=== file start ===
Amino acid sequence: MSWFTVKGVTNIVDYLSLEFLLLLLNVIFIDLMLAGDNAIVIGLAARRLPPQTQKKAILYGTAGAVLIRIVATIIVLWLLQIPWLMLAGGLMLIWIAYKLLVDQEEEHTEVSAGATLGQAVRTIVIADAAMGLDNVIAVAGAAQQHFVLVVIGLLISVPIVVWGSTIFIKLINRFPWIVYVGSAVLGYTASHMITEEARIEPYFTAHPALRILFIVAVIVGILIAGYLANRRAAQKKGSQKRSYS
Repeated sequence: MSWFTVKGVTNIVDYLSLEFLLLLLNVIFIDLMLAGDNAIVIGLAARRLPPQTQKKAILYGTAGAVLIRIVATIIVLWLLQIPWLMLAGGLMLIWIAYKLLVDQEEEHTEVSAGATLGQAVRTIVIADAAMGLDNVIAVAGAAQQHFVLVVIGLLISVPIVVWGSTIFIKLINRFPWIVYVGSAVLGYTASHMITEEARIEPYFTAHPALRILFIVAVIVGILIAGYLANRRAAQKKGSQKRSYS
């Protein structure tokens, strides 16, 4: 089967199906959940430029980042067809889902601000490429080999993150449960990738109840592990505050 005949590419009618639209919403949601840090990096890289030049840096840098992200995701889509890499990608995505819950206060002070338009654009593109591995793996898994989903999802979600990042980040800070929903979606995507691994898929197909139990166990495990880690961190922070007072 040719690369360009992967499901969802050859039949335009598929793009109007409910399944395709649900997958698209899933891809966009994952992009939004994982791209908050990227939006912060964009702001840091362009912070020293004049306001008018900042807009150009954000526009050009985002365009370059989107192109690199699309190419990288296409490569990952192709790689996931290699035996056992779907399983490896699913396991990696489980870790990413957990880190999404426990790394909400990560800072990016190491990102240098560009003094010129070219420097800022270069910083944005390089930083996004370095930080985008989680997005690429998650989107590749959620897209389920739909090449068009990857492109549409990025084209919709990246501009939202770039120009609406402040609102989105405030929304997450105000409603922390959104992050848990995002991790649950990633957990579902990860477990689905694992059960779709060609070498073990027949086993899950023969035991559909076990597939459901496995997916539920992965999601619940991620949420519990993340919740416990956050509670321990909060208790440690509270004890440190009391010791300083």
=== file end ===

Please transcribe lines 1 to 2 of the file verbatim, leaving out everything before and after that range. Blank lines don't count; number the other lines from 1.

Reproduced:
Amino acid sequence: MSWFTVKGVTNIVDYLSLEFLLLLLNVIFIDLMLAGDNAIVIGLAARRLPPQTQKKAILYGTAGAVLIRIVATIIVLWLLQIPWLMLAGGLMLIWIAYKLLVDQEEEHTEVSAGATLGQAVRTIVIADAAMGLDNVIAVAGAAQQHFVLVVIGLLISVPIVVWGSTIFIKLINRFPWIVYVGSAVLGYTASHMITEEARIEPYFTAHPALRILFIVAVIVGILIAGYLANRRAAQKKGSQKRSYS
Repeated sequence: MSWFTVKGVTNIVDYLSLEFLLLLLNVIFIDLMLAGDNAIVIGLAARRLPPQTQKKAILYGTAGAVLIRIVATIIVLWLLQIPWLMLAGGLMLIWIAYKLLVDQEEEHTEVSAGATLGQAVRTIVIADAAMGLDNVIAVAGAAQQHFVLVVIGLLISVPIVVWGSTIFIKLINRFPWIVYVGSAVLGYTASHMITEEARIEPYFTAHPALRILFIVAVIVGILIAGYLANRRAAQKKGSQKRSYS